In the deepest recesses of my soul I know I’m a micromanager. Or to be more precise, a perfectionist, workaholic, micromanager that is fortunate enough to make a self employed living so I can keep the obsessive tendencies tightly locked away when working with others but let them run free when I’m flying solo and things need to get done. But it’s these delightfully compulsive tendencies that let me love what I do.
Nonetheless, a micromanager’s love can quickly turn into another man’s chained-in-the-basement Misery-esque workplace hell and the moment you’re fortunate enough to rise out of the ranks of entry level purgatory and are made responsible for a colleague’s work, you take your first step out to the never-ending tightrope that is management.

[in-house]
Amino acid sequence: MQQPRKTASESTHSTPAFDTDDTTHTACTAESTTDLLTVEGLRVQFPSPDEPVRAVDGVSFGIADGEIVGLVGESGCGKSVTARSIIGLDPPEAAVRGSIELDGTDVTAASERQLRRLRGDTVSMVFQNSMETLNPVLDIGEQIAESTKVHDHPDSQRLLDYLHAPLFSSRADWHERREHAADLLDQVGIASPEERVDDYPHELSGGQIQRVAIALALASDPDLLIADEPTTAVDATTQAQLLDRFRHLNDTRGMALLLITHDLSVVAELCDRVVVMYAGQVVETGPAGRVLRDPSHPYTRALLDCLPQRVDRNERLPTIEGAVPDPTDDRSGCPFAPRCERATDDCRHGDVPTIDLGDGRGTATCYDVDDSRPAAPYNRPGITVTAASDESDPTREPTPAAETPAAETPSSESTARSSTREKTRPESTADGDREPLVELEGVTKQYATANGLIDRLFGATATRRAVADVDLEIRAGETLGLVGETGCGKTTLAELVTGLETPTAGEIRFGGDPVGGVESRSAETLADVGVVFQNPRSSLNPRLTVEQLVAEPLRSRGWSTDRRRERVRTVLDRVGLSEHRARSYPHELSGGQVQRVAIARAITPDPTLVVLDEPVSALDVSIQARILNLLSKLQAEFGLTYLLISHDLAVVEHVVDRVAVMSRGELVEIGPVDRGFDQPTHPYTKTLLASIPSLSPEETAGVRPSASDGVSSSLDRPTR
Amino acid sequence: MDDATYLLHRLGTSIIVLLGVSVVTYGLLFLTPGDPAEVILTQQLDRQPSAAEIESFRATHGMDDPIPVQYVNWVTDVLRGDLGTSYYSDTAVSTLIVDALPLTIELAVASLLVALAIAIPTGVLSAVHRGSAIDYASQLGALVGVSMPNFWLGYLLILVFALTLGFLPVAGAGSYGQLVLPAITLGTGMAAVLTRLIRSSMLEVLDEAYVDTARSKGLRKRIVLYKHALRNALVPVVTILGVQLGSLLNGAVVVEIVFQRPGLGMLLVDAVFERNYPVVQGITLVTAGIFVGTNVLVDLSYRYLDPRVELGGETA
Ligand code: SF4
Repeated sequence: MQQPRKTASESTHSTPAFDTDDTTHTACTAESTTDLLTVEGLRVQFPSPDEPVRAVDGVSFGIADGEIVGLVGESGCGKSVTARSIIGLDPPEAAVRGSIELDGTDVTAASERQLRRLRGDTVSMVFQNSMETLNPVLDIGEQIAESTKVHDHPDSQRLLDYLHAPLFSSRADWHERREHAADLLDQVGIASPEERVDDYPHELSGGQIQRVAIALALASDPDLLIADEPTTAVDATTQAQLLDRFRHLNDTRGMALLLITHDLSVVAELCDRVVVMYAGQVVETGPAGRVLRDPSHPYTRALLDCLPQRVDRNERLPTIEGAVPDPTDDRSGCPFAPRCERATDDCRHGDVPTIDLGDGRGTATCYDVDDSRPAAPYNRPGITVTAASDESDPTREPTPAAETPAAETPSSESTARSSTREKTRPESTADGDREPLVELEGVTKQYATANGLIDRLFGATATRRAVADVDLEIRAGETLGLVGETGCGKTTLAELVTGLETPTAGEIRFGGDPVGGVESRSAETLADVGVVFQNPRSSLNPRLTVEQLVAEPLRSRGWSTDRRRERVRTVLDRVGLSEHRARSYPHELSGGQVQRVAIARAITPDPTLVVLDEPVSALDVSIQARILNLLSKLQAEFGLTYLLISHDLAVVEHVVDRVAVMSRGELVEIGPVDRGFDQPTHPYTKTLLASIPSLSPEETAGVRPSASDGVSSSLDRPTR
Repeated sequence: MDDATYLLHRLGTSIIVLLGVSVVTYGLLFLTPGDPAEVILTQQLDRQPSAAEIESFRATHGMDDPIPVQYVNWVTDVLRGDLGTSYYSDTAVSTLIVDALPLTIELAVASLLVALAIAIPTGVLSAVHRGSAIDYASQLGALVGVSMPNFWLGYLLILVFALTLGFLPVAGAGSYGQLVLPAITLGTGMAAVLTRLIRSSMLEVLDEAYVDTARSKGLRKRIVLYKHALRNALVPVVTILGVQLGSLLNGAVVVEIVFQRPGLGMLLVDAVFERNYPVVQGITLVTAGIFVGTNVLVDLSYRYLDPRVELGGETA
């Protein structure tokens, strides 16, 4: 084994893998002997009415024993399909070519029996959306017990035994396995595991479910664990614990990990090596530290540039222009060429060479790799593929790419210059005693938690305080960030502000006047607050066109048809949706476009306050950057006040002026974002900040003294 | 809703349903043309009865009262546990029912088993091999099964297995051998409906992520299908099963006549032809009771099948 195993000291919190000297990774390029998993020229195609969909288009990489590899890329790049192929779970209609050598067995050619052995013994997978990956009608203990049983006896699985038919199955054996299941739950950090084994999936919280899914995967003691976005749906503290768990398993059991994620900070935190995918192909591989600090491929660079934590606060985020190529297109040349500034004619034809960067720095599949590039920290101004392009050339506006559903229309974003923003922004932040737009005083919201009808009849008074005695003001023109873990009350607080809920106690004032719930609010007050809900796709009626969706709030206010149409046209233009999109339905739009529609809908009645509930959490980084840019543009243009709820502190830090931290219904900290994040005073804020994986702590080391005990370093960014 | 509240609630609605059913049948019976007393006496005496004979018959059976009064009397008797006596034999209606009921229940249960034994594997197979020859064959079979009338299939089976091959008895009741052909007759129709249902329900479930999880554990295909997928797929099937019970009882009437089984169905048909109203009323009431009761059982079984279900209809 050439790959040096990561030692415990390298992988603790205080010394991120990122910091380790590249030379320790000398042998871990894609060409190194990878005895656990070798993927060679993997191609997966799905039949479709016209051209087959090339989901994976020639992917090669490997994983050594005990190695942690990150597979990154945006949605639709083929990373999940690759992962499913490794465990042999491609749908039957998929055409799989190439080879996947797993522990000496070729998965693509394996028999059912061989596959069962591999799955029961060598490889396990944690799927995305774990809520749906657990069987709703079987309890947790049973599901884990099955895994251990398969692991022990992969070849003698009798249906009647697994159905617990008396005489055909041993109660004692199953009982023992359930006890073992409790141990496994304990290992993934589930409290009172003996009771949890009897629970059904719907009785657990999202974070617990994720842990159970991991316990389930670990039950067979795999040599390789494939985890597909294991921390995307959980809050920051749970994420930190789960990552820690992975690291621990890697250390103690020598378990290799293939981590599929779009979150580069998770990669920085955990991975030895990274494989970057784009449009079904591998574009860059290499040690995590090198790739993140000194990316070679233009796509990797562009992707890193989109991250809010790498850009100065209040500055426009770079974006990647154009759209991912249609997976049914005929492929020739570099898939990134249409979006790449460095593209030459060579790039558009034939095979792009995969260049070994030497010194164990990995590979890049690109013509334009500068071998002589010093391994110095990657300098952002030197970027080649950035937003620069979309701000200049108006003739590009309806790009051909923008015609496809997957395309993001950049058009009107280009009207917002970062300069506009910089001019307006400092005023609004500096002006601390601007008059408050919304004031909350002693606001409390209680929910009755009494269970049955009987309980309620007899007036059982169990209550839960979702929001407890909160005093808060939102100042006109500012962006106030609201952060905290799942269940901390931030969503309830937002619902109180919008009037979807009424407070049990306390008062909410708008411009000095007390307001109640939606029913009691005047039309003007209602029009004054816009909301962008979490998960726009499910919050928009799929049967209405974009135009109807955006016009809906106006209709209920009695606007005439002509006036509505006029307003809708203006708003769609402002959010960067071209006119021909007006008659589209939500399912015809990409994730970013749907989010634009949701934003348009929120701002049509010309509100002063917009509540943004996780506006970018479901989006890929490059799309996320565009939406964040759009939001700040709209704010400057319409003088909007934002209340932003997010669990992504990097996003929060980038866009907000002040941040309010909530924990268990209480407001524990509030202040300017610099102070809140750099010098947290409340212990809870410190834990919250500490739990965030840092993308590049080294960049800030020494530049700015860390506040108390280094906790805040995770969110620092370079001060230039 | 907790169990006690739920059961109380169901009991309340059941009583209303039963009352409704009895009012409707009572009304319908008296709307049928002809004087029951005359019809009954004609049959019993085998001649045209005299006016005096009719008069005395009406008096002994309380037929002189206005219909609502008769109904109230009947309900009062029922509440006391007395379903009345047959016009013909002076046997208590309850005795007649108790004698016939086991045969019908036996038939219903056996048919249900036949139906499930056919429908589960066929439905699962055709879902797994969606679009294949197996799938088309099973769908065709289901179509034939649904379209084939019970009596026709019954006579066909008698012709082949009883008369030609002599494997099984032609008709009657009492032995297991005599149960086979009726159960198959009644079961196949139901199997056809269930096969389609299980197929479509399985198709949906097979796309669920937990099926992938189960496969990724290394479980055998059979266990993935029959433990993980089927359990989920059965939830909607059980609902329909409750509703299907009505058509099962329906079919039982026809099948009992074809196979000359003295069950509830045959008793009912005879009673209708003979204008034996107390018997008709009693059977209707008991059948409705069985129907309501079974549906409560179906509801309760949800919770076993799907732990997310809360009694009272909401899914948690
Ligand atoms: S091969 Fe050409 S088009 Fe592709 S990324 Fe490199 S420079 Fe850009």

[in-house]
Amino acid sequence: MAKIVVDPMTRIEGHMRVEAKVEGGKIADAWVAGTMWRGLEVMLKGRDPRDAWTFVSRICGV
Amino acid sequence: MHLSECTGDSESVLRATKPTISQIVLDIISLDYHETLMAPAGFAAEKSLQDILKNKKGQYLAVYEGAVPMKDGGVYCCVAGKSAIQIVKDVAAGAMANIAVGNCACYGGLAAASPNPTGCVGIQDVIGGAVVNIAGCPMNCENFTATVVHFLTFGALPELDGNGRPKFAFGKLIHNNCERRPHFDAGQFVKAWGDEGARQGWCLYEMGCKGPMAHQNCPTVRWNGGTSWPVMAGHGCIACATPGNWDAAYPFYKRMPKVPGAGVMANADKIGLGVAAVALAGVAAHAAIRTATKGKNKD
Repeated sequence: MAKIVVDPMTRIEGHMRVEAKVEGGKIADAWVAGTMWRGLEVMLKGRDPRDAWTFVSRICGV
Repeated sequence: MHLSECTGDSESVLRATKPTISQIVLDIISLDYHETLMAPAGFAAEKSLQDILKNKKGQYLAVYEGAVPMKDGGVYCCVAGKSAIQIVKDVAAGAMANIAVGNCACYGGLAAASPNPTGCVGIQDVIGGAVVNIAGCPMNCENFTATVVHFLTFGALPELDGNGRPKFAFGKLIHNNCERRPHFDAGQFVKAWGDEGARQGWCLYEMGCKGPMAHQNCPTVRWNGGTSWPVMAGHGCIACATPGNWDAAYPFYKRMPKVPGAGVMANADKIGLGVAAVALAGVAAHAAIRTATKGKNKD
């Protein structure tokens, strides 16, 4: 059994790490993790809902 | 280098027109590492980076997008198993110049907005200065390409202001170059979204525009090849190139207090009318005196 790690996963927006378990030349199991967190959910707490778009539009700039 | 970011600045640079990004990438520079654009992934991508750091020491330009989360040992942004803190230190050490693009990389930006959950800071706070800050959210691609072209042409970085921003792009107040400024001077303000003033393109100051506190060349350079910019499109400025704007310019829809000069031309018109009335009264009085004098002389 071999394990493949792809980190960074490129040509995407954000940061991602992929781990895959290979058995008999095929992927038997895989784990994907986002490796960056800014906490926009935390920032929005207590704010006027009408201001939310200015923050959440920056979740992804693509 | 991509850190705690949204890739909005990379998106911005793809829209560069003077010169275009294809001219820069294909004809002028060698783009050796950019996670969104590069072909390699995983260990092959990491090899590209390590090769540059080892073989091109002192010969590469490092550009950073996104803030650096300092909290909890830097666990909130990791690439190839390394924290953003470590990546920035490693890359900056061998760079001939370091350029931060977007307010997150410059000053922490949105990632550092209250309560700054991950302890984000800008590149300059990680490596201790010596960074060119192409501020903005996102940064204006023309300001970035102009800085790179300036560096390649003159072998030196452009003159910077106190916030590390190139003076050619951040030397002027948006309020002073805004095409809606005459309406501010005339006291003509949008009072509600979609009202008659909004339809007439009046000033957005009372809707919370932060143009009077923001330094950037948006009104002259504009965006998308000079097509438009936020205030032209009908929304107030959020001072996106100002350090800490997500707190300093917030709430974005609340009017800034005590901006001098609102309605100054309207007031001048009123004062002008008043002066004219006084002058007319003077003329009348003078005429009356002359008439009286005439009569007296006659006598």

With 20 years of consulting experience, I’ve worked with more managers than I can remember across a dozen countries and almost as many different cultures. But no matter how large differences seem, the one thing that remains constant is the tell-tale signs of unrestrained, self defeating micromanager behavior.
So the goal for today is for everyone out there in a supervisory position to take a long, honest look at whether or not you’re an unchecked micromanager and if so, what can you do to change in order to prevent hurting your organization (and face it, that’s what you’re likely doing if you can’t keep it in check).
In short, you can carry around your micromanager darkness, just keep it in check, give good people everything they need to do amazing things, and trust them to get it done.
Since humor helps in situations like this, stop by one of my favorite installments from The Oatmeal and ask yourself how much in common you have with the butt of this comic’s joke.